2. Identify build dependencies: Determine the specific dependencies required for the build stage of your application. These dependencies may include compilers, development libraries, or build tools. Make sure to include only what is necessary for the build process and remove any unnecessary artifacts to keep the final image size minimal.

  3. Isolate sensitive information: Ensure that any sensitive information, such as credentials or API keys, is handled carefully during the build process. Avoid hardcoding sensitive information into the Dockerfile or any intermediate stages. Instead, use environment variables or secure secret management tools to pass them during runtime.

  4. Optimize image size: One of the main advantages of using a multi-stage Dockerfile is reducing the image size. Remove unnecessary artifacts, temporary files, and build dependencies in later stages to keep the final image as small as possible. This can improve deployment speed and reduce resource consumption.

  5. Separate development and production environments: Consider separating the development and production stages in your Dockerfile. Development stages can include additional tools and features that are useful during the development process but not required in the production environment. This helps minimize the attack surface and improves the efficiency of the production image.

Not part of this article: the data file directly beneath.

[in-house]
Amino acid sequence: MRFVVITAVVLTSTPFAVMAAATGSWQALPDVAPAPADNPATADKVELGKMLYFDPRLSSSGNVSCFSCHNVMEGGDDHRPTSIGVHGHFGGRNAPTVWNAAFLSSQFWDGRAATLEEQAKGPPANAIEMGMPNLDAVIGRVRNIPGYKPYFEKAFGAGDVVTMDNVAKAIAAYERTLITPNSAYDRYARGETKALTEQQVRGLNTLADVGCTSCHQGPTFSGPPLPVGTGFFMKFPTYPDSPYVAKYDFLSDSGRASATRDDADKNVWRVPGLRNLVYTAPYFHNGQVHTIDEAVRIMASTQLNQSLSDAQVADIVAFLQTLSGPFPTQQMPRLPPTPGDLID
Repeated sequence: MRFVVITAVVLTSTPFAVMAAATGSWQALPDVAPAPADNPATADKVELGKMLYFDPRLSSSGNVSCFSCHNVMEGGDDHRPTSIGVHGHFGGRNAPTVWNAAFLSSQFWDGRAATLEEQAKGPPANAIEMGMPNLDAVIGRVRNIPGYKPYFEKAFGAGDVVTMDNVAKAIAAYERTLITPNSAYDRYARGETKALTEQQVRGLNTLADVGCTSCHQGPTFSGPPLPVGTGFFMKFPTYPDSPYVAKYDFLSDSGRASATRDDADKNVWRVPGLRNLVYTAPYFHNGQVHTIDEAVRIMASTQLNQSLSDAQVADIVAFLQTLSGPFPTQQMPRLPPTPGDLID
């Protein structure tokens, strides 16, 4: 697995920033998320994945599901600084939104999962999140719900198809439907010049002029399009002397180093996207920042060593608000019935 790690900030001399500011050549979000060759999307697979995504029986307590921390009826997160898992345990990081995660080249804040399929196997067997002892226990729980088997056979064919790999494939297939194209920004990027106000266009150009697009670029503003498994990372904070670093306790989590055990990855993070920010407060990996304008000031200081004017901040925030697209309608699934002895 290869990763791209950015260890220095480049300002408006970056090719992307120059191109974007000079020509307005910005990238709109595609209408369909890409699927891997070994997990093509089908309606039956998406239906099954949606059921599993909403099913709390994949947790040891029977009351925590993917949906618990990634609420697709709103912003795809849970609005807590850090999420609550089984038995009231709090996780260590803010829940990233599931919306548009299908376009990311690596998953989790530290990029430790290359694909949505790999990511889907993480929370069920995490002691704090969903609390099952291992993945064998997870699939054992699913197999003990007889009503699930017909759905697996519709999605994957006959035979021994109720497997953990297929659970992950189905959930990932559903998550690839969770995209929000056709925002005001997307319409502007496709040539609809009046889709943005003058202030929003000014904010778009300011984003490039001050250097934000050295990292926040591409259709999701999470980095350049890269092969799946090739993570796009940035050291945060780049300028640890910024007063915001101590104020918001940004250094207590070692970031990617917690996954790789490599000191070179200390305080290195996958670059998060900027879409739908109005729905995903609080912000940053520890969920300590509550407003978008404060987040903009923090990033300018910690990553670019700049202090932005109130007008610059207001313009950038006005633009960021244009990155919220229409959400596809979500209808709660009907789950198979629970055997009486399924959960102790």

6. Test the resulting image: Once you have created your Docker image using the multi-stage approach, thoroughly test it to ensure the application behaves as expected in the containerized environment. Verify that all the necessary dependencies are included, and the application runs smoothly.

  7. Keep Docker best practices in mind: Adhere to general Docker best practices when working with Dockerfiles, such as using a minimal base image, leveraging caching, and properly configuring container settings.

curhvyn profile image
Michael Kevin Alabi-Duobu


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Isaac kumi


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Joseph Quayson

Love it !